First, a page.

October 20, 2021

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The Appliance Of Baby

Watch now: Pending closure of Decatur after-school program strains working parents | Parenting

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DECATUR — Rebecca Kitchens loves talking to her 5-year-old daughter Cadence whenever the busy working Decatur mom gets the chance.

But there is one conversation she is not looking forward to having: telling Cadence why, after August, she won’t be seeing her favorite teachers anymore at the Kid’s Connection after school and summer care program run by Macon Resources, Inc.

Kitchens said she and many other devastated parents were told the program, which houses more than 50 kids, will close on that date. Cadence, she explains, has autism and it’s tough to find affordable, trustworthy facilities with properly trained staff to take children with special needs.



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“She really likes it there and she asks about her teachers all the time,” said Kitchens, 36. “Now we’re going to have to tell her she won’t be there to see her favorite teacher after August… and she is not going to understand that.”

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Kitchens said she was told Aug. 13 is the final closure date but that appears to be under discussion. Amy Bliefnick, away for a family event for the Monday holiday, told the Herald & Review that closure dates were being discussed to coincide with the start of the school year and availability of Decatur Public School care facilities. She said she would listen to parents’ concerns and be ready to make a statement after doing that.

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Other parents who contacted the Herald & Review also quoted Aug. 13 as the closure date they had been given. Kitchens said the reason cited was the facility “never recovered financially from COVID” and the stresses dealing with the pandemic had placed on the care program.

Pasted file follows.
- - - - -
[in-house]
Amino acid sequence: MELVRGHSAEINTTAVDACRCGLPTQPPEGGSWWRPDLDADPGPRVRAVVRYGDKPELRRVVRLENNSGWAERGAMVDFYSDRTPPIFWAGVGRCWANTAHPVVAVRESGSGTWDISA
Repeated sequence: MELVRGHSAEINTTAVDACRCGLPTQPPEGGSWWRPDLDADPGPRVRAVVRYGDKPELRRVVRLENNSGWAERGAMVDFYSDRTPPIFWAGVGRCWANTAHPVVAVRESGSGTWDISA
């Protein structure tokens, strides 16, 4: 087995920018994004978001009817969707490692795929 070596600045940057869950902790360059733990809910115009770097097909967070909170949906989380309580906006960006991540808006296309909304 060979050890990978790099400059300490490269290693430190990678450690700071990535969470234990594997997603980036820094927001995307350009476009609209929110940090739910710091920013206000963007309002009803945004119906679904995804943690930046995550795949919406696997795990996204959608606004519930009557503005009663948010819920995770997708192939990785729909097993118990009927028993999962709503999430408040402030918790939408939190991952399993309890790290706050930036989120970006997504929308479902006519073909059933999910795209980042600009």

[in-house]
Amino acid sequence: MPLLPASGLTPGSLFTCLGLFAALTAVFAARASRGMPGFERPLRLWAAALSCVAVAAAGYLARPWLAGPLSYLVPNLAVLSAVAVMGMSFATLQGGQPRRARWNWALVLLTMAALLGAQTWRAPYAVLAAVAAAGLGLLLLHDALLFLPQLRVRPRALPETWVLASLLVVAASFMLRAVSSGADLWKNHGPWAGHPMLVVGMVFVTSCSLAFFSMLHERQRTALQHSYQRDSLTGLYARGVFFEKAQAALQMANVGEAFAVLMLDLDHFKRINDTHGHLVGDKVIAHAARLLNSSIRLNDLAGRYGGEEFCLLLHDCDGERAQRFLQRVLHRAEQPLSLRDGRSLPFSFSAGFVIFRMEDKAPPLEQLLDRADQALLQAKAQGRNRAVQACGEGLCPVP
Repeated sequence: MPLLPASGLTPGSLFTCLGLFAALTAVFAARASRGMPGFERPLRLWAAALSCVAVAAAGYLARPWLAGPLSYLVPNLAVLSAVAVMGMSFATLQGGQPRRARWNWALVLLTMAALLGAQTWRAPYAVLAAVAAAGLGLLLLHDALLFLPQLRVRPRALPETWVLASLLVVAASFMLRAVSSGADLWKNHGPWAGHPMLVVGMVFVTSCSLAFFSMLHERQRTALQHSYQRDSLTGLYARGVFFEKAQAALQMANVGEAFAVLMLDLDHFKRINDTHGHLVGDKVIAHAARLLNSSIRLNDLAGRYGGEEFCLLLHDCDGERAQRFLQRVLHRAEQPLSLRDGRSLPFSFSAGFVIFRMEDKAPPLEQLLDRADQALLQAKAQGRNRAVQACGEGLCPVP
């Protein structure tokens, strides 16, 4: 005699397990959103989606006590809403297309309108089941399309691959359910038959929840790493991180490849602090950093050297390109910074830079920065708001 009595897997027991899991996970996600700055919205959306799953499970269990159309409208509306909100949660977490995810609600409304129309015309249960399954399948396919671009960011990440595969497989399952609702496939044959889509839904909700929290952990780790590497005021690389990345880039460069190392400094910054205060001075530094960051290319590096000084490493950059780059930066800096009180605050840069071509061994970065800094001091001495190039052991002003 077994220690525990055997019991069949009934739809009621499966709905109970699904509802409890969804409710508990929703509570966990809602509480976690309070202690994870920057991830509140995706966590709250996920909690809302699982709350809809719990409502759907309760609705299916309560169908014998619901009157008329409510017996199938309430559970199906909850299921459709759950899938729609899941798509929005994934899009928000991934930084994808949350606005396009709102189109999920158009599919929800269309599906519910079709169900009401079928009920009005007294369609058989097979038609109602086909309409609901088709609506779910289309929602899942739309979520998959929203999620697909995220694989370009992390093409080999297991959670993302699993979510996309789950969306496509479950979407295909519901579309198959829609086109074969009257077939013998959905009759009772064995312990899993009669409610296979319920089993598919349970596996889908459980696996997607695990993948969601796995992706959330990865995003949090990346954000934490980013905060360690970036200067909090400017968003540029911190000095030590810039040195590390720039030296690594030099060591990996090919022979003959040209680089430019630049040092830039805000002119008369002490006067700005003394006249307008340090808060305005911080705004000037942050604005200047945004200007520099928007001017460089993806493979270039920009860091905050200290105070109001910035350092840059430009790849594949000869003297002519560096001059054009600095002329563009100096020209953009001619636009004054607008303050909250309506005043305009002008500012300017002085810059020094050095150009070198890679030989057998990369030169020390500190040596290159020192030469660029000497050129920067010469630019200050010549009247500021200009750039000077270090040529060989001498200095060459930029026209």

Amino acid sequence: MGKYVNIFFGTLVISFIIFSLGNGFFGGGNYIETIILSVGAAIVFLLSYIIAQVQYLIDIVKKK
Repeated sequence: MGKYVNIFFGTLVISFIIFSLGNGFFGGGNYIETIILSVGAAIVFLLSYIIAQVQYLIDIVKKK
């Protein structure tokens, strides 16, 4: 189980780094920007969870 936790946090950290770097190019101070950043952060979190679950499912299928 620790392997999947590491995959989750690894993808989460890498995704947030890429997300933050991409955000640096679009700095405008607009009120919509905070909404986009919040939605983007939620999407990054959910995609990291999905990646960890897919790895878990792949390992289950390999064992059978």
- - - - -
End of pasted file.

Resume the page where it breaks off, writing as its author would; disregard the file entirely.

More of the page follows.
Kitchens said her family was told the program would linger until August and the start of school and then be gone. She said what the family will do in the future is up in the air as there are few care programs catering for special needs children, and those that do often have high prices and long waiting lists.

Kitchens said both she and her husband, Tyler, want and need to work but are faced with a massive headache of juggling job times and child care without the MRI program to rely on. “It just seems like the only alternative is to have a parent stay home,” said Kitchens, who works as an infant feeding technician at a hospital in Springfield. “But I want to work; I have my LPN license and I also want to go back to school and get my RN.”

Kitchen said a MRI speech therapy program her daughter uses will continue and she will continue to use it. But the loss of reliable out of school care may be a bridge too far for the Kitchens family and other working parents to try and deal with.

“For our family, our closest relative is an hour and half away from us to get help and so, with this closure, this just becomes a perfect storm for us and so many working parents like us,” she added. “It’s very hard.”

Contact Tony Reid at (217) 421-7977. Follow him on Twitter: @TonyJReid